On the regulatory front, the plan suggests an EU gas price cap in case of an emergency situation, in order to put a limit on price rises for consumers, companies and essential service providers. The fundamental question in this scenario is: will EU countries be able to agree a common European response in case of an abrupt interruption in Russian gas supplies, or will they react individually, closing their energy market borders?
A united Europe would be better off than a fragmented Europe
REPowerEU shows convincingly that by acting together, the EU could optimise its response to the energy crisis, in both ‘muddling-through’ and ‘abrupt disruption’ scenarios. But EU countries must decide to what extent to engage in this cooperation. Each country will have to make concessions: for instance, Germany might need to overcome its reluctance on joint procurement of LNG through the EU Energy Purchase Platform to ensure EU energy security, while France might need to organise its gas infrastructure so other EU countries can tap into Spain’s unused LNG import capacity. A fragmented response to the energy crisis would likely lead to suboptimal results domestically, both in terms of energy security and competitiveness. This would likely spillover into foreign policy, with far-reaching consequences on the capability of the EU to maintain a firm stance on Russia.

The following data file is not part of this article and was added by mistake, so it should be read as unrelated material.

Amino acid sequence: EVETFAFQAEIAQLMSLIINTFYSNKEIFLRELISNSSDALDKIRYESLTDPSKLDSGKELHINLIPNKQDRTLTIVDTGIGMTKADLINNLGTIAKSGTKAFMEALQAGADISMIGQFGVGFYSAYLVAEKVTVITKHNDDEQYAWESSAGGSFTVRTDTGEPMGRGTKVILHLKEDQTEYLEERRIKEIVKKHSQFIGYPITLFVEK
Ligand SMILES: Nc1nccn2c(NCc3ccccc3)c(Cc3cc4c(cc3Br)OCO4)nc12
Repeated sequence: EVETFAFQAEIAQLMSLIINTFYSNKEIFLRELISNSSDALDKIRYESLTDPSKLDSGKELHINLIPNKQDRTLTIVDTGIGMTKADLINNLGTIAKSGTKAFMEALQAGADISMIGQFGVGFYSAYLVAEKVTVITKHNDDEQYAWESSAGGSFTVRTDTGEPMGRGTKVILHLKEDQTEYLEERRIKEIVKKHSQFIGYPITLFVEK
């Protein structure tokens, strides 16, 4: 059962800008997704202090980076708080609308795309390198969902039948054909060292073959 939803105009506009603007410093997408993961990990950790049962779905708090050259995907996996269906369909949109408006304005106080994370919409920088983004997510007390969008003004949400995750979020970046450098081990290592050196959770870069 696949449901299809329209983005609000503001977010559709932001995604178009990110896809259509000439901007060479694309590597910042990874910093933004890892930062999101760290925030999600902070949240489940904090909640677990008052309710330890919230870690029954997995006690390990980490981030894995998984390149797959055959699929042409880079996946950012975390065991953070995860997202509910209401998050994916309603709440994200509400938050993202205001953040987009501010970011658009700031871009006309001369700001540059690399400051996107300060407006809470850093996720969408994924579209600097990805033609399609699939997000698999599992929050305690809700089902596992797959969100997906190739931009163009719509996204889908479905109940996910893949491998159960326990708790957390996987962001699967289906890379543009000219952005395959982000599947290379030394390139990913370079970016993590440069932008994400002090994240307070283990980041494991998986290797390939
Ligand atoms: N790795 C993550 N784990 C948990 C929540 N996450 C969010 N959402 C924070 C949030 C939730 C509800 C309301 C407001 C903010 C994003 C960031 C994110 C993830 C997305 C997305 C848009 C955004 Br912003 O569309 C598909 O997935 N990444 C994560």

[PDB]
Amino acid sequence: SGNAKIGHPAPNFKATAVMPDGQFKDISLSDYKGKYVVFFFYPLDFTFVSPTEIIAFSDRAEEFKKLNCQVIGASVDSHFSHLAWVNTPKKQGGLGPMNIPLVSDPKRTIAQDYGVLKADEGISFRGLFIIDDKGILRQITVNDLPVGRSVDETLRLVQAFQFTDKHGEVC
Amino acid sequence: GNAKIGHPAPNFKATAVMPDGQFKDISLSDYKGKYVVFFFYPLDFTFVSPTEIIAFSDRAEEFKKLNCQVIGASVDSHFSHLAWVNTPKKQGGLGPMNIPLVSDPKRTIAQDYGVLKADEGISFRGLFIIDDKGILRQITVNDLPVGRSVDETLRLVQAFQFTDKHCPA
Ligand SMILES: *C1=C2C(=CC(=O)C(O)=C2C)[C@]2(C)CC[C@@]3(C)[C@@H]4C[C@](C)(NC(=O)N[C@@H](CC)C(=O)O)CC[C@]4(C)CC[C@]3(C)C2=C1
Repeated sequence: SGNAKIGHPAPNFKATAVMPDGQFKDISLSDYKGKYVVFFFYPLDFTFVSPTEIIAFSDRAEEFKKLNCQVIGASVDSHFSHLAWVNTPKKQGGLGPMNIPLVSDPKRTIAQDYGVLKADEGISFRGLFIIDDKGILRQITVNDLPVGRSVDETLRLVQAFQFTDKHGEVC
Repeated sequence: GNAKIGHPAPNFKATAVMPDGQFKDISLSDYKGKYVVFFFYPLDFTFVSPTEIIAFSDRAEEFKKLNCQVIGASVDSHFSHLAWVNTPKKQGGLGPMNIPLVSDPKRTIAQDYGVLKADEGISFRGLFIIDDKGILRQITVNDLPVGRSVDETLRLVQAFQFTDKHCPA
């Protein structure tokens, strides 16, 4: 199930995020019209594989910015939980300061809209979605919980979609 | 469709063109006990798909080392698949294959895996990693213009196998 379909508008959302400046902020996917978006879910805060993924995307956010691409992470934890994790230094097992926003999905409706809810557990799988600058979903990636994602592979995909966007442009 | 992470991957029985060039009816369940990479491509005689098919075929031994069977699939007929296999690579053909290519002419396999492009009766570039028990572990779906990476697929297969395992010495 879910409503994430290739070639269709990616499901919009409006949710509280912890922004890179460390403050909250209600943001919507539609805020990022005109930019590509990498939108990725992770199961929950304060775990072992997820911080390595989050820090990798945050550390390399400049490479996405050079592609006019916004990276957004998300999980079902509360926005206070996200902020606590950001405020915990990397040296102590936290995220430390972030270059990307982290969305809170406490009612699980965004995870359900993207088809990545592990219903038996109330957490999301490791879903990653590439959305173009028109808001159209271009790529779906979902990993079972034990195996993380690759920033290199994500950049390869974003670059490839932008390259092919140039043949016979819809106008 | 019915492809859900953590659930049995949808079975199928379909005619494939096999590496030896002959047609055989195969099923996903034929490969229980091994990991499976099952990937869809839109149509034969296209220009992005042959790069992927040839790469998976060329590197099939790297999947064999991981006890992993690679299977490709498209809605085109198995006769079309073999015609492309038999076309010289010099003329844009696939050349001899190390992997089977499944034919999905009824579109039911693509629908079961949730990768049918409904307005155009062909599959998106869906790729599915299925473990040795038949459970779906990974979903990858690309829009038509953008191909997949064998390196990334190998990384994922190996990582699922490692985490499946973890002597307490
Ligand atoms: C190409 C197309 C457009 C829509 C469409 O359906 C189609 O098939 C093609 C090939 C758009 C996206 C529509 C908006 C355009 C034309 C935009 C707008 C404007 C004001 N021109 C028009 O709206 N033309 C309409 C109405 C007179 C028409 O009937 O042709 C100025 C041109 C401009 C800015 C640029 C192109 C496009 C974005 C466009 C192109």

Tagliapietra, S. (2022) ‘REPowerEU: will EU countries really make it work?’, Bruegel Blog, 18 May